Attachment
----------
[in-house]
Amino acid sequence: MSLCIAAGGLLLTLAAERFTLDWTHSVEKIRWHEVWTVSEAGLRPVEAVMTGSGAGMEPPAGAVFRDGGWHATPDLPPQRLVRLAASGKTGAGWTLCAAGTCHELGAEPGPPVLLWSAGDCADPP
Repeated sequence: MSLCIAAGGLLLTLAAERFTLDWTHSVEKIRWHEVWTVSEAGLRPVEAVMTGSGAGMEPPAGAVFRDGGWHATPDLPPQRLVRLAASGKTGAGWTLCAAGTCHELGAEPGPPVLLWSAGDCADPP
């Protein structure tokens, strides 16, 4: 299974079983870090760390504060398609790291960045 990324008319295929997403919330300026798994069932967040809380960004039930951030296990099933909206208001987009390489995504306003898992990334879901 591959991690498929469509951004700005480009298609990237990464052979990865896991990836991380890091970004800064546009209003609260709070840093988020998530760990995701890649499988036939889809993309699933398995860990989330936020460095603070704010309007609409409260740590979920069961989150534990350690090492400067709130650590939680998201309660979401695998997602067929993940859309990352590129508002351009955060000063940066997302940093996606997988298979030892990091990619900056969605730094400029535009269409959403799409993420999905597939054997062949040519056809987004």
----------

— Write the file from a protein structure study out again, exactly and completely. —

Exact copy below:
[in-house]
Amino acid sequence: MSLCIAAGGLLLTLAAERFTLDWTHSVEKIRWHEVWTVSEAGLRPVEAVMTGSGAGMEPPAGAVFRDGGWHATPDLPPQRLVRLAASGKTGAGWTLCAAGTCHELGAEPGPPVLLWSAGDCADPP
Repeated sequence: MSLCIAAGGLLLTLAAERFTLDWTHSVEKIRWHEVWTVSEAGLRPVEAVMTGSGAGMEPPAGAVFRDGGWHATPDLPPQRLVRLAASGKTGAGWTLCAAGTCHELGAEPGPPVLLWSAGDCADPP
């Protein structure tokens, strides 16, 4: 299974079983870090760390504060398609790291960045 990324008319295929997403919330300026798994069932967040809380960004039930951030296990099933909206208001987009390489995504306003898992990334879901 591959991690498929469509951004700005480009298609990237990464052979990865896991990836991380890091970004800064546009209003609260709070840093988020998530760990995701890649499988036939889809993309699933398995860990989330936020460095603070704010309007609409409260740590979920069961989150534990350690090492400067709130650590939680998201309660979401695998997602067929993940859309990352590129508002351009955060000063940066997302940093996606997988298979030892990091990619900056969605730094400029535009269409959403799409993420999905597939054997062949040519056809987004």